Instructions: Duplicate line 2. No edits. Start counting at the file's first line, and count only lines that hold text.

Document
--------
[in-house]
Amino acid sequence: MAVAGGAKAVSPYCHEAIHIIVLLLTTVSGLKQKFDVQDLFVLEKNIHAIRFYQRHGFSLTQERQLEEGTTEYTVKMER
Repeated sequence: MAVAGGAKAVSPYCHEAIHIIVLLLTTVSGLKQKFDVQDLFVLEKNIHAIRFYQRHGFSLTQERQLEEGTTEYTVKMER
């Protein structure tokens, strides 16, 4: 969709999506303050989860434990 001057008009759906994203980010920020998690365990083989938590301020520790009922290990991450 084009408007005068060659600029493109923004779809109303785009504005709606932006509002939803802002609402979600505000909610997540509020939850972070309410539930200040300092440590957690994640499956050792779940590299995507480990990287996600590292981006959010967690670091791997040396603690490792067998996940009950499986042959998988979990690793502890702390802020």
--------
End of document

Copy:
Amino acid sequence: MAVAGGAKAVSPYCHEAIHIIVLLLTTVSGLKQKFDVQDLFVLEKNIHAIRFYQRHGFSLTQERQLEEGTTEYTVKMER